Friday, May 9, 2014

Strong Female Character Friday: Gwen Stacy (Amazing Spiderman 2)

In case you haven't heard, Agent Carter is going to be a real live TV show! This makes me deeply happy. In light of this recent revelation (and because I was planning on doing this anyway), today we're going to talk about another female character from the Marvel universe and why she is kind of seriously spectacular. I am speaking here about Ms. Gwen Stacy (played by Emma Stone) of The Amazing Spiderman and The Amazing Spiderman 2.

If you haven't seen the movie yet, you can read my general review of it here. I'm going to act like you all know what I'm talking about from here on, though. You've been warned. Also, SPOILERS.

So, over the past week or so I've been seeing what other people thought of the new Spiderman movie, and while a lot of people have been calling it dull and long, which are arguments I can kind of see, even if I disagree with them, the thing that's bothered me is the response from the feminist media outlets. Or rather the lack of response. And this surprised me. A lot.

Not because the movie was so ragingly offensive to women that I feel like we should all be up in arms and freaking out. The exact opposite. Despite it not actually passing the Bechdel Test, I'm pretty sure this was one of the most feminist movies I've seen in a very long time. And almost all of that is thanks to one specific character and the treatment of said character in the story: Gwen freaking Stacy.

In this movie, you can't really make the argument that Gwen is just here because she's Peter's girlfriend. Why not? Because the two of them are at least somewhat broken up for the majority of the film. Nor can we argue that she's only there to be eye candy. Gwen, first off, never dresses in a way that is out of context for her life or designed for the male gaze, and second of all is clearly a vital and necessary part of the plot. It's Gwen who uncovers the conspiracy about Max Dillon's death, Gwen who figures out how to fix the webshooters, Gwen who saves the city power grid. Gwen Gwen Gwen.

And it's more than that too. Gwen isn't Peter's girlfriend or even his friend in this movie. She's not his sidekick or his "white light at the end of the tunnel". She's his equal, and she expects, no, demands to be treated as such.

Take the second scene she's really even in. The first bit of the movie saw her nagging her boyfriend to show up to his own damn graduation on time, and then giving a seriously awesome speech at said graduation, having managed to still be the valedictorian even when dealing with a superpowered boyfriend, an internship that went south on account of her boss becoming a giant lizard monster, and her father dying tragically. And then immediately after that we see Gwen out with her family at dinner, waiting for her erstwhile boyfriend to show up.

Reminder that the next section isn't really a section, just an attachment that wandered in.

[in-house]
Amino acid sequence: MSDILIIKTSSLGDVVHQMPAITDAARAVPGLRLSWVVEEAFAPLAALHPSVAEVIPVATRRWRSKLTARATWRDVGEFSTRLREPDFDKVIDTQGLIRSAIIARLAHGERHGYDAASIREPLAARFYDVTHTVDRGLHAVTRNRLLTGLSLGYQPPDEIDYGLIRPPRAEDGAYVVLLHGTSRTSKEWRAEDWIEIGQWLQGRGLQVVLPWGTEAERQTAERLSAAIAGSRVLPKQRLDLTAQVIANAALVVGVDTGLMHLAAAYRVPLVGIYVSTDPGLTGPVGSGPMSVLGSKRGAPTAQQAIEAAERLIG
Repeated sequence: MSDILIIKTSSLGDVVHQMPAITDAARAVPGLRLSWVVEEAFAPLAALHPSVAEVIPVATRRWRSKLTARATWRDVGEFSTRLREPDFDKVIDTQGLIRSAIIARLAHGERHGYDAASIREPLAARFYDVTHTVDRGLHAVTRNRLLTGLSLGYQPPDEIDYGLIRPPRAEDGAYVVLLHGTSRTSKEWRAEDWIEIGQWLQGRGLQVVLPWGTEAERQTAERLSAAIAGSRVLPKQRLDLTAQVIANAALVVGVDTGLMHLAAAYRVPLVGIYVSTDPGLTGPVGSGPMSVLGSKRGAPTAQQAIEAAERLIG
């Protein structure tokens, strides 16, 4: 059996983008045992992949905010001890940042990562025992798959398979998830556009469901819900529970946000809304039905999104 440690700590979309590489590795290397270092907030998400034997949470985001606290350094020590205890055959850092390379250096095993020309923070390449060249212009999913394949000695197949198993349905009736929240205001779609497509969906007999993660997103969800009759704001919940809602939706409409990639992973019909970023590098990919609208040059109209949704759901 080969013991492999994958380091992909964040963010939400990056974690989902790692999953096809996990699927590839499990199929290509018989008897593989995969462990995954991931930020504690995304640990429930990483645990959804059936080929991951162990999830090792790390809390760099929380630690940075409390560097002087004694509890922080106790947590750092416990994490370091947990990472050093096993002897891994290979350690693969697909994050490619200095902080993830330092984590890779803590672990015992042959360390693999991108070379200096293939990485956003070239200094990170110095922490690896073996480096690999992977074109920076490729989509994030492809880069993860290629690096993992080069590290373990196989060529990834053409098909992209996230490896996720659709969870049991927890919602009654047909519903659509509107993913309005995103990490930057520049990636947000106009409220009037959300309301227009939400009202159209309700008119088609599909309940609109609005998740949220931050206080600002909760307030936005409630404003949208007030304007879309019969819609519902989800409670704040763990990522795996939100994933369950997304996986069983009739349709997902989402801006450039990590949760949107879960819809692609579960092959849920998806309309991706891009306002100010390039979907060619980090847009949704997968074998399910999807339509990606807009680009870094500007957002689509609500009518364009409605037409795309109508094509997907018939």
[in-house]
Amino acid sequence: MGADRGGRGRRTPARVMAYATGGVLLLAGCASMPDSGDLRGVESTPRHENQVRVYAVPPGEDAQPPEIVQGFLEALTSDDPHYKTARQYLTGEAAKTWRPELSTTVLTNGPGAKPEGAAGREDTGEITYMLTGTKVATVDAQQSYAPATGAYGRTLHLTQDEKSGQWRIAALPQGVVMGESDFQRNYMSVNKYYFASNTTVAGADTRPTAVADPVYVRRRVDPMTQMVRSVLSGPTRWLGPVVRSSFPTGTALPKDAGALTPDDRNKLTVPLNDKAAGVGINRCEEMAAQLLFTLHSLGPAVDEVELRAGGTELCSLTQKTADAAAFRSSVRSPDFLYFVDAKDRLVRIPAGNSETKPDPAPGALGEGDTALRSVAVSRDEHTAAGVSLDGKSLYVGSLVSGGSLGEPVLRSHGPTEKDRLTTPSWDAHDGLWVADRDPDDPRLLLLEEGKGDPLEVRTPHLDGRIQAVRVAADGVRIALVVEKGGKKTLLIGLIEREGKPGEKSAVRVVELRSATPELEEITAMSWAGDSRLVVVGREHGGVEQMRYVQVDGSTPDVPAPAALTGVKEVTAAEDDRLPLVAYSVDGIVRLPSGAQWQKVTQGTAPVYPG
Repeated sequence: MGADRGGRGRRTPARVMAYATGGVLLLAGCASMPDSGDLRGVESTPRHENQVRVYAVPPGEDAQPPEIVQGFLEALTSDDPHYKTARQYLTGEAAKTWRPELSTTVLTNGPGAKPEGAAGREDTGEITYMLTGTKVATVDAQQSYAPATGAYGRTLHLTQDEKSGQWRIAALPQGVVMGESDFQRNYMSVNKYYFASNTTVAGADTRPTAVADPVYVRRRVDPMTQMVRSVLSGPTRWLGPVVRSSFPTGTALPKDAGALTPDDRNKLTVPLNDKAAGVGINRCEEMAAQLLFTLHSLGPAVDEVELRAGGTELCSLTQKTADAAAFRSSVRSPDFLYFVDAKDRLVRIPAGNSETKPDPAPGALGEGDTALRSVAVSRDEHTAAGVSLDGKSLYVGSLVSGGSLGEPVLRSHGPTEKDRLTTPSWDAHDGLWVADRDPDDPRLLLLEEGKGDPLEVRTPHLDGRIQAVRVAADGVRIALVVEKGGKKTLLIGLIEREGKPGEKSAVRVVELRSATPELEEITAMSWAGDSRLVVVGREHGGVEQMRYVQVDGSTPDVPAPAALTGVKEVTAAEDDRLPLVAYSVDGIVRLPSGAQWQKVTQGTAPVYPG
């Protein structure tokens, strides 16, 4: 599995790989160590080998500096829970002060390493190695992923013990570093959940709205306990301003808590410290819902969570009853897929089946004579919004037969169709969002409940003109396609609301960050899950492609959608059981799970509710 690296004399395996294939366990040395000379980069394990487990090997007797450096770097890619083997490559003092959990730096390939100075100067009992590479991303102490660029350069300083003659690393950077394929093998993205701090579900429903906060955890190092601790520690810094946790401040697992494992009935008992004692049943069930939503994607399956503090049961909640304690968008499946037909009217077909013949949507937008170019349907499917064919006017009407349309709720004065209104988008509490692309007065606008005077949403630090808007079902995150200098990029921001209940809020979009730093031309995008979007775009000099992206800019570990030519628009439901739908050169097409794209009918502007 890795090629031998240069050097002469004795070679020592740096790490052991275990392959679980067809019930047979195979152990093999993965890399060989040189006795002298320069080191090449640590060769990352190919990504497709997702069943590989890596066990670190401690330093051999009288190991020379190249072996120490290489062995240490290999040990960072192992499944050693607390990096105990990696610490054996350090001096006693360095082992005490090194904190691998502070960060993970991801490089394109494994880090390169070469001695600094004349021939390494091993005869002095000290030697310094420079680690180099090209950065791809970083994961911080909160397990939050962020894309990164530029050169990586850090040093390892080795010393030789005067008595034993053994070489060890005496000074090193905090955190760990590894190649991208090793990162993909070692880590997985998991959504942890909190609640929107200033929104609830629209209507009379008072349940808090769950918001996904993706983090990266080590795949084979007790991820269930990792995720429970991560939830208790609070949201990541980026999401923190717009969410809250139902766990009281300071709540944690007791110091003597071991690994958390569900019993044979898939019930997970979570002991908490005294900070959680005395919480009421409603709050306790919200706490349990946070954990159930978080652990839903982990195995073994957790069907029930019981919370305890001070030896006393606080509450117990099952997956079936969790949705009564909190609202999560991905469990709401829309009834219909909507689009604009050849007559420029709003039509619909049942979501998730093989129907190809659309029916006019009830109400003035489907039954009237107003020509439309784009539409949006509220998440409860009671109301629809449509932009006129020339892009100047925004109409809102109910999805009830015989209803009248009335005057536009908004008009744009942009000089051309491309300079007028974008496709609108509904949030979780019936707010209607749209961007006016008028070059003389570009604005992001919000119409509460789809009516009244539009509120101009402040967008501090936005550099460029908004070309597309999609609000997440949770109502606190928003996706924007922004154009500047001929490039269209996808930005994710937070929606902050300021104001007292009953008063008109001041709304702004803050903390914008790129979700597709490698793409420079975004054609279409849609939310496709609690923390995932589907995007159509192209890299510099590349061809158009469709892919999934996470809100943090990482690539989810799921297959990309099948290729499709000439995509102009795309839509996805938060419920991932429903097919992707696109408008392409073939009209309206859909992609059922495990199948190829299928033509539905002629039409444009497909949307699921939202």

When Peter finally does show, he's all conflicted, trying to break up with Gwen again, "for her safety". He made a promise to her father, after all, that he would stop dating her in order to keep her safe. And Peter is trying so hard to respect his promise.

Gwen is pissed the hell off.

She makes the point, and rightly so, that while her father was a good man, and Peter is very kind to try to honor his intentions, neither of them have any right to dictate her choices. If she wants to date Peter, fully cognizant of the risks associate with it, then she has every right to do that. By trying to deny her that right, Peter is actually being a jerk and stepping on her agency as a person.

Please bear in mind that this happens about ten minutes into the movie. I was stunned. Flabbergasted. And it only got better when Gwen, absolutely done with Peter's waffling and belief that he's doing the right thing by making her choices for her, removes the choice and dumps Peter herself. I was genuinely pretty close to standing up and applauding.

Now, later in the movie, Gwen and Peter make the effort to hang out as friends, which doesn't really work out because they still have feelings for each other and also because Peter has totally been stalking Gwen. I did sort of want her to be more upset about the stalking thing - that's my one big quibble here - but if your ex is Spiderman, I guess you probably assume the stalking is coming. Still. Would have been nice for her to get on him about that.

I did love what came next, though. Because Gwen, aware that she and Peter were very close to starting something again, made her intentions clear. She's up for a scholarship to Oxford, part of an incredibly elite scientific research team, she's probably going to get it, and if she does, she's not going to stick around.

Like, you have to remember, Gwen is the love interest in a superhero movie, and here she is, halfway through, after having dumped the guy at the beginning, telling him in no unclear terms that she is going to pursue her dream and her skills, move to London and be absolutely amazing in her chosen field. And, even more important, the narrative at no point paints her as a bad person for doing this.

Am I dreaming? Is this real life?

Gwen also contributes to the main plot of the film, as I mentioned above, by being the first one to really look into Max Dillon's disappearance and his connection with Electro, and for being the one to get in trouble for figuring it out, etc. There's also an amazing and honestly very important scene where Peter comes to her as she's walking down the street and starts totally downloading his problems on her as she walks right into the Oxford offices for her interview. 

And instead of letting him keep going, or telling him to screw off, Gwen does the seeming impossible. She makes it clear to Peter that he is not her priority right now, but that his feelings do matter, and then she goes off to her interview. She doesn't stay and sacrifice her interview so that she can help out her maybe boyfriend. She gives him exactly as much attention as she can spare, and then tells him when he has to go.